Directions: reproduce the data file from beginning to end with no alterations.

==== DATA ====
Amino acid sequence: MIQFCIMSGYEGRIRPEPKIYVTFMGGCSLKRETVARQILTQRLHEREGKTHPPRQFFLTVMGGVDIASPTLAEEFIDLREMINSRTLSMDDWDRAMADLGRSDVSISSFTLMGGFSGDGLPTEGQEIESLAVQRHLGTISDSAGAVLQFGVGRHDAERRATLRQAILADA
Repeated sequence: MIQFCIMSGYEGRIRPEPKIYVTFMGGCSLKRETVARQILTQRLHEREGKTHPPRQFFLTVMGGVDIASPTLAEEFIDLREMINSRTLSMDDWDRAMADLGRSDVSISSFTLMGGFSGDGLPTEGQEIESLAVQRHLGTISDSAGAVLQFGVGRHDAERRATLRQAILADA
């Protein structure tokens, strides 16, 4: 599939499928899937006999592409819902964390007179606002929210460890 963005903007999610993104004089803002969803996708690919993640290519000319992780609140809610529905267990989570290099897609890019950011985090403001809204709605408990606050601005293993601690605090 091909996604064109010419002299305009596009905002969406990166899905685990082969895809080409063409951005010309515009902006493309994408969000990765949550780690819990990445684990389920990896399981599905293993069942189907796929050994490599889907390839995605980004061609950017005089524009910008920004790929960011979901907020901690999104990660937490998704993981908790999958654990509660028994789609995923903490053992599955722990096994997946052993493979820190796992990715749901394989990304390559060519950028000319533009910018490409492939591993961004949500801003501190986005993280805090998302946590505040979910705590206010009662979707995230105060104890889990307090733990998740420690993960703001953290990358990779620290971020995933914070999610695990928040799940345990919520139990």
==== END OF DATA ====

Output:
Amino acid sequence: MIQFCIMSGYEGRIRPEPKIYVTFMGGCSLKRETVARQILTQRLHEREGKTHPPRQFFLTVMGGVDIASPTLAEEFIDLREMINSRTLSMDDWDRAMADLGRSDVSISSFTLMGGFSGDGLPTEGQEIESLAVQRHLGTISDSAGAVLQFGVGRHDAERRATLRQAILADA
Repeated sequence: MIQFCIMSGYEGRIRPEPKIYVTFMGGCSLKRETVARQILTQRLHEREGKTHPPRQFFLTVMGGVDIASPTLAEEFIDLREMINSRTLSMDDWDRAMADLGRSDVSISSFTLMGGFSGDGLPTEGQEIESLAVQRHLGTISDSAGAVLQFGVGRHDAERRATLRQAILADA
């Protein structure tokens, strides 16, 4: 599939499928899937006999592409819902964390007179606002929210460890 963005903007999610993104004089803002969803996708690919993640290519000319992780609140809610529905267990989570290099897609890019950011985090403001809204709605408990606050601005293993601690605090 091909996604064109010419002299305009596009905002969406990166899905685990082969895809080409063409951005010309515009902006493309994408969000990765949550780690819990990445684990389920990896399981599905293993069942189907796929050994490599889907390839995605980004061609950017005089524009910008920004790929960011979901907020901690999104990660937490998704993981908790999958654990509660028994789609995923903490053992599955722990096994997946052993493979820190796992990715749901394989990304390559060519950028000319533009910018490409492939591993961004949500801003501190986005993280805090998302946590505040979910705590206010009662979707995230105060104890889990307090733990998740420690993960703001953290990358990779620290971020995933914070999610695990928040799940345990919520139990």